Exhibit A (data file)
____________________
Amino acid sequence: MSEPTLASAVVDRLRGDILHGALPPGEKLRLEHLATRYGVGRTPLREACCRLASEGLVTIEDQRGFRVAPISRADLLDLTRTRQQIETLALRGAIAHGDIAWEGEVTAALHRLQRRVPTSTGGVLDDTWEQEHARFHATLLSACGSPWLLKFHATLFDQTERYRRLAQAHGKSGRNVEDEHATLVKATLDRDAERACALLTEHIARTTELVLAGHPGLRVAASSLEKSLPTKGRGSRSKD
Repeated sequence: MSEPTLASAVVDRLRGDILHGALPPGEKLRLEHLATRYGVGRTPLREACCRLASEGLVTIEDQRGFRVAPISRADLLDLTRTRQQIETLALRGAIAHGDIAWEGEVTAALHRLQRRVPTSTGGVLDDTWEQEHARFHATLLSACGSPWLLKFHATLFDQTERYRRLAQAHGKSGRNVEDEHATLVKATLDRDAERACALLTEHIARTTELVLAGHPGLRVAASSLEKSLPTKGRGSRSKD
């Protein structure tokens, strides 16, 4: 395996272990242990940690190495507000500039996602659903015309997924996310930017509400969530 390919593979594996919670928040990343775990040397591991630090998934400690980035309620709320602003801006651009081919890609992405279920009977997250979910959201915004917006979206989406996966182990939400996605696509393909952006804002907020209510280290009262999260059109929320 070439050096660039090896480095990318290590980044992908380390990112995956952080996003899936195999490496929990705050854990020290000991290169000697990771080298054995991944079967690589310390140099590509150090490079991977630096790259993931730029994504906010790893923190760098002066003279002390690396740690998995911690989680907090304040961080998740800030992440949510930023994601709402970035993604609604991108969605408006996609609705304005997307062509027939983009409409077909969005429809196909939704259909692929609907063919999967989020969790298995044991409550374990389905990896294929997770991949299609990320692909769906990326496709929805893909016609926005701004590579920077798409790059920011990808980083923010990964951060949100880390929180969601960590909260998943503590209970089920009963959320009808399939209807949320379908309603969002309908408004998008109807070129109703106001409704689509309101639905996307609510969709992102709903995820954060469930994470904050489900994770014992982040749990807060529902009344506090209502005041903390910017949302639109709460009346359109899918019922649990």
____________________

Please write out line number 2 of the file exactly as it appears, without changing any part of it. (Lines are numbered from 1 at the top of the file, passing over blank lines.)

Repeated sequence: MSEPTLASAVVDRLRGDILHGALPPGEKLRLEHLATRYGVGRTPLREACCRLASEGLVTIEDQRGFRVAPISRADLLDLTRTRQQIETLALRGAIAHGDIAWEGEVTAALHRLQRRVPTSTGGVLDDTWEQEHARFHATLLSACGSPWLLKFHATLFDQTERYRRLAQAHGKSGRNVEDEHATLVKATLDRDAERACALLTEHIARTTELVLAGHPGLRVAASSLEKSLPTKGRGSRSKD